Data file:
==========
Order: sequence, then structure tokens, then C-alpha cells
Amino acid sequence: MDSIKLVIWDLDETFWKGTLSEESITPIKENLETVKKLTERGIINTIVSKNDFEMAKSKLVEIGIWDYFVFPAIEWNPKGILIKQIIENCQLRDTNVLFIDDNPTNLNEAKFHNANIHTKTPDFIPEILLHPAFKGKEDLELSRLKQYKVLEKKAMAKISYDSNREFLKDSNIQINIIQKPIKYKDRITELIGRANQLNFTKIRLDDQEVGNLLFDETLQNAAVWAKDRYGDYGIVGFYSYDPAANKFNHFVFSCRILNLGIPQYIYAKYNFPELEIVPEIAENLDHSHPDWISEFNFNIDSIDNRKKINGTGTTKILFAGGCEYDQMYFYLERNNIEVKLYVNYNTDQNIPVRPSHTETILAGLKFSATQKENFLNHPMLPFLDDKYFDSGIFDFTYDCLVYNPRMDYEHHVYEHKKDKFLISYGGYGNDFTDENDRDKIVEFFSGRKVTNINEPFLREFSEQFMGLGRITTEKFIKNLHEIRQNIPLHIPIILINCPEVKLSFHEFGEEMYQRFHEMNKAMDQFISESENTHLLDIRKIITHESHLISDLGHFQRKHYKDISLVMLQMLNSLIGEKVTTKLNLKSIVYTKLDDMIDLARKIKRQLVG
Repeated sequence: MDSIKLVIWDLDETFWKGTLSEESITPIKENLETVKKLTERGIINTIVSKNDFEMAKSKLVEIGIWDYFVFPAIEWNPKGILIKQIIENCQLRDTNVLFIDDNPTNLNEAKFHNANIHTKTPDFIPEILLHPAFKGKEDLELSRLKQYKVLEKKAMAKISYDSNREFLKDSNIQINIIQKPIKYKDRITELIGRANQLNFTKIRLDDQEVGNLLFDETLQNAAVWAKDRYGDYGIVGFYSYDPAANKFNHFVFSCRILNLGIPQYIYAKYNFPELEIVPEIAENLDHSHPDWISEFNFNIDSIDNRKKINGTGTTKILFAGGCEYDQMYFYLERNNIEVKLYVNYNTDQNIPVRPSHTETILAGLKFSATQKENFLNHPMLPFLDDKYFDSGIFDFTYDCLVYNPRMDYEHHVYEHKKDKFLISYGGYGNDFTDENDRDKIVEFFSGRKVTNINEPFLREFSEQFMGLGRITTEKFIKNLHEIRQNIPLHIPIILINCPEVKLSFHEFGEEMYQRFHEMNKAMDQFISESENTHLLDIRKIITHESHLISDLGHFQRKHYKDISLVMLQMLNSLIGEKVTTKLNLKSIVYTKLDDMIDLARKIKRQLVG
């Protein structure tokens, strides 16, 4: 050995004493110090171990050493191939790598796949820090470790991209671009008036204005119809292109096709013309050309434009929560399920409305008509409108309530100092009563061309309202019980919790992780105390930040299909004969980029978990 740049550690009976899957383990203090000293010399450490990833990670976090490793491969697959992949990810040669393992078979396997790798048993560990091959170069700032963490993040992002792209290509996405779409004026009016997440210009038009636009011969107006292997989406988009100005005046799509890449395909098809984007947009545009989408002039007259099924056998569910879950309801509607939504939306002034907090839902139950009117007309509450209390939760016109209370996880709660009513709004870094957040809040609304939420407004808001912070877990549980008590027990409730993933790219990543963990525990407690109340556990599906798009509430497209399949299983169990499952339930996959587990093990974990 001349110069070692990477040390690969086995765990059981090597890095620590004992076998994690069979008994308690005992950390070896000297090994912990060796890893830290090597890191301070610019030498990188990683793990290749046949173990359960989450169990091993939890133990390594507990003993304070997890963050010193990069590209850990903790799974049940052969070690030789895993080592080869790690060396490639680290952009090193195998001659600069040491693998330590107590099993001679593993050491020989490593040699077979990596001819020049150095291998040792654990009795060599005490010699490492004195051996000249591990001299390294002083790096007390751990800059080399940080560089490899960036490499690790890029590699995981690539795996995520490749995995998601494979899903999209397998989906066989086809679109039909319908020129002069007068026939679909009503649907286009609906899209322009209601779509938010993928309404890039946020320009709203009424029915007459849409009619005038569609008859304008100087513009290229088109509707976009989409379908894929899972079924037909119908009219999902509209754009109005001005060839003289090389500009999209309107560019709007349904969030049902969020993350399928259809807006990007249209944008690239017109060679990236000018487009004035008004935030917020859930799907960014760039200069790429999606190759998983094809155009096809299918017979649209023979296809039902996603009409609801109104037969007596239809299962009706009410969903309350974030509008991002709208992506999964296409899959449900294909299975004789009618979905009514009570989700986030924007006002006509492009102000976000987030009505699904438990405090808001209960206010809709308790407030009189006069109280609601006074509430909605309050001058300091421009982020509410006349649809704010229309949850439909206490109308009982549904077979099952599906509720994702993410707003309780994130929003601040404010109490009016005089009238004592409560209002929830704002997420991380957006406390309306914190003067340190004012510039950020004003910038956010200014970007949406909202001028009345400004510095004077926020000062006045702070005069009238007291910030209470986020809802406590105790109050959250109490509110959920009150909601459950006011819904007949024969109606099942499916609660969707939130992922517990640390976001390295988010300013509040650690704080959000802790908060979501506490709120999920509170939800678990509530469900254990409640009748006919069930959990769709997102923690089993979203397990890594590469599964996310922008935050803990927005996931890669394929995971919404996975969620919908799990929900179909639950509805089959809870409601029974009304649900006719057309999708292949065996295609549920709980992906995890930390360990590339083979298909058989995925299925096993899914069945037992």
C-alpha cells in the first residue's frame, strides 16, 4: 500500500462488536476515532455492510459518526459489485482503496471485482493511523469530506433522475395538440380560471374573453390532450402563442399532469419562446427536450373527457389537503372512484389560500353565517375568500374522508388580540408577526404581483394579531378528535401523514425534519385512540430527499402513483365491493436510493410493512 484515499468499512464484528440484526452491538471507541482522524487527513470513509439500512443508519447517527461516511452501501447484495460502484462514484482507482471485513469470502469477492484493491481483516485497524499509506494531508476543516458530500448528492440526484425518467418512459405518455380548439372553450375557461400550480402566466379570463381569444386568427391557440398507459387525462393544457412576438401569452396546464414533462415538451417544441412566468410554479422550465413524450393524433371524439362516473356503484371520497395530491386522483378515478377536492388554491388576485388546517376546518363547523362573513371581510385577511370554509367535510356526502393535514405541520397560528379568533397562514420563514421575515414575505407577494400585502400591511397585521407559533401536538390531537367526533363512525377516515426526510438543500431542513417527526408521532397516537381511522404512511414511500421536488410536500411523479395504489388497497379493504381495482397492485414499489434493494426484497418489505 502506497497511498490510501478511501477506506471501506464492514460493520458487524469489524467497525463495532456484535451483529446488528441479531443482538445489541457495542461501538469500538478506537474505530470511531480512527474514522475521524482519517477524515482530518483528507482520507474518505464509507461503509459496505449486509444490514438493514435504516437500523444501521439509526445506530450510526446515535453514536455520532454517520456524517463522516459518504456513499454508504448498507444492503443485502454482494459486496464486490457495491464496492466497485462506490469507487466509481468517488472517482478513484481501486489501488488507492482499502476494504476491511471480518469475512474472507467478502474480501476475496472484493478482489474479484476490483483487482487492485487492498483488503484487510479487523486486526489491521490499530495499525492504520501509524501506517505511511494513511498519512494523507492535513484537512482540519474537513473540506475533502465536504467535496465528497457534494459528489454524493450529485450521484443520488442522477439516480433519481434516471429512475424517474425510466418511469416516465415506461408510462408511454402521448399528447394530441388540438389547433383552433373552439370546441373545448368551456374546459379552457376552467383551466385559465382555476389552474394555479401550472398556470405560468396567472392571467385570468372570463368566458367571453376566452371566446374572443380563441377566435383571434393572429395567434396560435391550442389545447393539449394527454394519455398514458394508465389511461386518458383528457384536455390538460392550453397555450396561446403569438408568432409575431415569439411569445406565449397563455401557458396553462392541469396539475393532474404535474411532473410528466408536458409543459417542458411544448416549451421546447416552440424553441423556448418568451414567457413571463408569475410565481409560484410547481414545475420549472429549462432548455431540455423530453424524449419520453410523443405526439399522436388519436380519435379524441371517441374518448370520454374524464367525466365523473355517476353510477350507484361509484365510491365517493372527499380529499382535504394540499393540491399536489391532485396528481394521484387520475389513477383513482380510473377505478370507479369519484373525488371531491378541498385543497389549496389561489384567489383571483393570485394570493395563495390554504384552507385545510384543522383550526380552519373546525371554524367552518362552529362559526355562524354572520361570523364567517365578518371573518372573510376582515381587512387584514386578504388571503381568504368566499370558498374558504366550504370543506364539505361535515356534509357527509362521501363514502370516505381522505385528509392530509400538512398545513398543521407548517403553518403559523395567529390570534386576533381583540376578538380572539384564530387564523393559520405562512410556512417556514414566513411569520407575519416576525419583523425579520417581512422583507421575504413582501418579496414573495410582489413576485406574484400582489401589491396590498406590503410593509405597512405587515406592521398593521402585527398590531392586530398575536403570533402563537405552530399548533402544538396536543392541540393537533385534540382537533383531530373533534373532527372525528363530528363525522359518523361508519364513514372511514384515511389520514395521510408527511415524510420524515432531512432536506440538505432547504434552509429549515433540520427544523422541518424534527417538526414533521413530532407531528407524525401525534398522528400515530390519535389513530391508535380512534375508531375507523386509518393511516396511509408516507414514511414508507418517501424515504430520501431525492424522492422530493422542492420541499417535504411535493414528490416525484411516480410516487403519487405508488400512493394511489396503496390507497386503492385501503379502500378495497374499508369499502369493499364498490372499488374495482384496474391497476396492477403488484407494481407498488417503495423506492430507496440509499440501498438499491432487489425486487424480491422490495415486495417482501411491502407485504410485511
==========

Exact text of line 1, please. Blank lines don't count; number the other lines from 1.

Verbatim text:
Order: sequence, then structure tokens, then C-alpha cells